Ukrainian infantryman Bohdan "Hutsul" in a trench during training exercises in Donetsk Oblast on Aug. 5, 2023. (Photo: Francis Farrell/The Kyiv Independent)

Formed in 2015, the UDA is one of the few units of Ukraine’s armed forces that still carries a strong tradition of the many volunteer battalions that sprung up when Russia first invaded eastern Ukraine.

Eighteen months into the full-scale war however, the formation, with units fighting on all three axes of the counteroffensive, is now beginning to pay a high price for its makeup of volunteers, rather than mobilized soldiers.

“It's hard to go forward, we don't have new weapons and equipment, and these days our personnel aren't being replaced,” said Ilnytskyi.

“We move with what we have, but one thing we have is that we only accept volunteers, motivated people into our unit, who know what they are fighting for.”

South of Bakhmut, UDA infantrymen work together with Ukraine’s elite 3rd Assault and 80th Air Assault brigades, which also share the same training range. When the assault troops take a new position, the task falls on soldiers like Hutsul to move in and hold them over three-day shifts as Russian forces try to quickly take them back.

“The most important thing is to dig and entrench ourselves,” he said.

“Other guys gave their lives to take these positions, and now we have to hold them. If we don't dig in they could push us back out, and you don't want your brothers' lives to have been lost in vain.”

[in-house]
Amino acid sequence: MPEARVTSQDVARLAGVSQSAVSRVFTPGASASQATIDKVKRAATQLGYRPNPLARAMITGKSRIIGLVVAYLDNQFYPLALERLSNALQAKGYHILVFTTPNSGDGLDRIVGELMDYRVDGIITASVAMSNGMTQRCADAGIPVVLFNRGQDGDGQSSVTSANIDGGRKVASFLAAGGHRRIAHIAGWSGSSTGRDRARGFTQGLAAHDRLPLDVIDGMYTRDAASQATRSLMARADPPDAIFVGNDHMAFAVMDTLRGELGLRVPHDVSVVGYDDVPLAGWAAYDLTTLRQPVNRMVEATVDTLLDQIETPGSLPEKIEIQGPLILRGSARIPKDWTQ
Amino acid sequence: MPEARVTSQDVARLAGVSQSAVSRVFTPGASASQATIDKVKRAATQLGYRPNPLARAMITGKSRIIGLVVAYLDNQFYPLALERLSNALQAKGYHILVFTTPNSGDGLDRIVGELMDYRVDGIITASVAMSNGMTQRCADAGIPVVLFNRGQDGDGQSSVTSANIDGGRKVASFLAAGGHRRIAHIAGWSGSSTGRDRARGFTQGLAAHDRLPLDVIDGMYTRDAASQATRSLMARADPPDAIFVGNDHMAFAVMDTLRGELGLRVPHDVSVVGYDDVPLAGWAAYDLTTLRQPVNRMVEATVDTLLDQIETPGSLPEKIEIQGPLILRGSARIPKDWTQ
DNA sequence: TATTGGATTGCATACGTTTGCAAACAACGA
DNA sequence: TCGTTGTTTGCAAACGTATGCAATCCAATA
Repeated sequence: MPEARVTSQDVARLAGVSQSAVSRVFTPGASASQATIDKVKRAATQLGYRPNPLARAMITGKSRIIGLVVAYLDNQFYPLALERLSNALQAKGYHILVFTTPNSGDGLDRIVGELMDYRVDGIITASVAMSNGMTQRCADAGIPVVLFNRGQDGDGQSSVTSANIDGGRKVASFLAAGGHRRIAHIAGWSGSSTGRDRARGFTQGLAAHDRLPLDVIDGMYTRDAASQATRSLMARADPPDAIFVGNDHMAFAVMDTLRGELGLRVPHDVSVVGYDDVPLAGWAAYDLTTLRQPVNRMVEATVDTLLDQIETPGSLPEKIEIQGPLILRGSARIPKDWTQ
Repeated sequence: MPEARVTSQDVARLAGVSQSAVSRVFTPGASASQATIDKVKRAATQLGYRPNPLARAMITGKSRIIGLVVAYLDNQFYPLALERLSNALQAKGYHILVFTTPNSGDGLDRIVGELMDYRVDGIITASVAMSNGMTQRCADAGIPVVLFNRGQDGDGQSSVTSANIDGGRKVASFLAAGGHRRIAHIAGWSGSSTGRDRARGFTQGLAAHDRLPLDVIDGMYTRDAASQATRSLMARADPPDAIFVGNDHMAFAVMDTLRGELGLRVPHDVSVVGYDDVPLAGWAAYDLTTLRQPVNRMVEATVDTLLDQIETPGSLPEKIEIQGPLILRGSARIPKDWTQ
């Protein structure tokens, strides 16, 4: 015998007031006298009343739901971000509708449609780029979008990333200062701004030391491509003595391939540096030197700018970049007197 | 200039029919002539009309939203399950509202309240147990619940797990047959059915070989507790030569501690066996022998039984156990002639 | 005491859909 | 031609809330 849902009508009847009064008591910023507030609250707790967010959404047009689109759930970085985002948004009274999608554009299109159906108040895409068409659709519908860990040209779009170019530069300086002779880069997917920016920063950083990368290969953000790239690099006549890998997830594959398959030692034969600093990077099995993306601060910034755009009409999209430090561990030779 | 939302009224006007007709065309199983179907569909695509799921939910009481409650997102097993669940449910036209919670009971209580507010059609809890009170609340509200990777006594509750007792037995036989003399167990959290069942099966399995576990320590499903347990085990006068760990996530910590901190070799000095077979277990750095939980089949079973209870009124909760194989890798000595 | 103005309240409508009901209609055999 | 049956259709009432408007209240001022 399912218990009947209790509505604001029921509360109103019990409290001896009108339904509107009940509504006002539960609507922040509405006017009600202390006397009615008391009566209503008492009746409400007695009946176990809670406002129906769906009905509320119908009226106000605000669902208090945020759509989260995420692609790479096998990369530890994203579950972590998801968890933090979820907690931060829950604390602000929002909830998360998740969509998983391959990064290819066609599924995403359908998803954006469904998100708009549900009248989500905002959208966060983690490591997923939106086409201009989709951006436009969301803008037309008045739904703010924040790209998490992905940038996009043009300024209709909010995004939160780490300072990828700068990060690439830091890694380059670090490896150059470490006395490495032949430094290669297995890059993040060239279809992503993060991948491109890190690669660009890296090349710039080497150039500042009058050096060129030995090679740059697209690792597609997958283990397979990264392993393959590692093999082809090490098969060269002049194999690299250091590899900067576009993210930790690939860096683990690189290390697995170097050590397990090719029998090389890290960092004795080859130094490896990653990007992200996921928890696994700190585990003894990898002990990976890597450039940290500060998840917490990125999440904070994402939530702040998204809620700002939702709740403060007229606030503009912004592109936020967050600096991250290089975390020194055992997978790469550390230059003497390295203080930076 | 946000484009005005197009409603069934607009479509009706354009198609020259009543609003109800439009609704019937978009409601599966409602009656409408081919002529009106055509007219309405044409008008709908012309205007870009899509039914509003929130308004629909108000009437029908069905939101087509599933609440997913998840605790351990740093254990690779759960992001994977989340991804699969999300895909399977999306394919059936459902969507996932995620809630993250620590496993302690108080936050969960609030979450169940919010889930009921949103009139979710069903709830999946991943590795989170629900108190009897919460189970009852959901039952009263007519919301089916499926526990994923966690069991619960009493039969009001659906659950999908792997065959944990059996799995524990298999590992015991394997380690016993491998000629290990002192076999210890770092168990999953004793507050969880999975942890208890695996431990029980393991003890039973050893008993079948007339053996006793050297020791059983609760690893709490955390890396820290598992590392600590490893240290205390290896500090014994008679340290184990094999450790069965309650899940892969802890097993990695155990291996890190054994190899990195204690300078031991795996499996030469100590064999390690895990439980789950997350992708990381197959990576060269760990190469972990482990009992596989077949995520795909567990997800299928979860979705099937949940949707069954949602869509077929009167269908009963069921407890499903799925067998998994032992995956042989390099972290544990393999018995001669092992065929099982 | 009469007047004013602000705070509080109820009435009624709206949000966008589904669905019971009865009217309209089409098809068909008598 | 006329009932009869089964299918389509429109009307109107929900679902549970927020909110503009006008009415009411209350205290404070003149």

Blown to bits by months of heavy artillery fire, the positions they must hold often offer little cover.

“It's hard, you don't even have room to stretch out your legs, and you have to sit there for three days,” said Hutsul, who pointed to where shrapnel still remained lodged in his body after being wounded three times.  

“At an earlier position we were sent for three days and it ended up being five. Thirty-six degrees, and our water ran out, thankfully on the last day it rained and we had something to drink. We held those positions, by the way, and now we are going forward.”

“Sometimes you get the impression that we have been left out to pasture, guys can complain there is not enough support,” said Bondar.

“But what they sometimes don't understand is that this is exactly our job, we are the infantry, the first line of defense, behind which the rest of the army works.”

Loosening up after the interview, Hutsul’s expression shifts back and forth from stern outward readiness to reflection, if not fear.

He has reason to be apprehensive: the following day, it is once again his turn to head out and hold the line for three days of battle.

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Edge of the city